We previously mentioned that the best way to create a dialog window in Android is with the DialogFragment class. However, there is another way to create dialogs in Android that is arguably a little bit simpler. The problem with this simpler Dialog class is that it is not very well supported in the Activity lifecycle. It is even possible that using Dialog could accidentally crash the app. If you were writing an app with one fixed orientation layout that only needed one
simple pop-up dialog, it could be argued that the simpler Dialog class should be used. But, as we are aiming to build modern, professional apps with advanced features, we will benefit from ignoring this class.Create a new project in Androi  Studio using the Empty Activity project template and call it Dialog Demo. The completed code for this project is in the Ocsaly blog14/ Dialog Demo folder of the download bundle. Coding a DialogFragment class Create a new class in Android Studio by right-clicking on the folder with the name of your package (the one that has the MainActivity.kt file). Select New | Kotlin File/ class, name it MyDialog, and choose Class in the drop-down selector. Left-click on OK to create the class. The first thing you need to do is to change the class declaration to inherit from DialogFragment. Also, let’s add all the imports we will need in this class. When you have done so, your new class will look like this:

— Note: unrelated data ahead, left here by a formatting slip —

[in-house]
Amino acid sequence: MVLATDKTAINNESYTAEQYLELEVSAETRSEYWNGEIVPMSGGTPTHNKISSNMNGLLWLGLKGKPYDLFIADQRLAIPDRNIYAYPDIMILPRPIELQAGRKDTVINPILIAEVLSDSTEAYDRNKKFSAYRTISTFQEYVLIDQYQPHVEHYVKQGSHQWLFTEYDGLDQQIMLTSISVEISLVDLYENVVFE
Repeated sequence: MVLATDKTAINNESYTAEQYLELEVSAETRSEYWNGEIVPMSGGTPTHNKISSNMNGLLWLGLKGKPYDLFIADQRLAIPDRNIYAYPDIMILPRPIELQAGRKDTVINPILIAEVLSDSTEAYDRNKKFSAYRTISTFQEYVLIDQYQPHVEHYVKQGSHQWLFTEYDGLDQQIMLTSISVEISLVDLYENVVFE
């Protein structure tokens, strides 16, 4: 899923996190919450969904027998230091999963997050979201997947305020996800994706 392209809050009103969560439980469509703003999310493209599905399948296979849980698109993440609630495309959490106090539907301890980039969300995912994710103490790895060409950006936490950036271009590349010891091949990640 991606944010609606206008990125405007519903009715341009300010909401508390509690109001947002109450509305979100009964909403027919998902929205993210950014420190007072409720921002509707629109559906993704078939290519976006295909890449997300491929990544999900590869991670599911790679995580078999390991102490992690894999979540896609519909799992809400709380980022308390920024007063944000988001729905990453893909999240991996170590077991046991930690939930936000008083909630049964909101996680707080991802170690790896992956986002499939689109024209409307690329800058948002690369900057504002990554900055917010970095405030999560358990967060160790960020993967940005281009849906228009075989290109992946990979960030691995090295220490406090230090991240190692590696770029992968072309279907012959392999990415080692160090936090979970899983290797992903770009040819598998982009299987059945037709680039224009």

import android.os.Bundle
class MyDialog : DialogFragment() {

Now, let’s add code to this class a bit at a time and explain what is happening at
each step.
As with so many classes in the Android API, DialogFragment provides us with
functions that we can override to interact with the different events that will occur
with the class.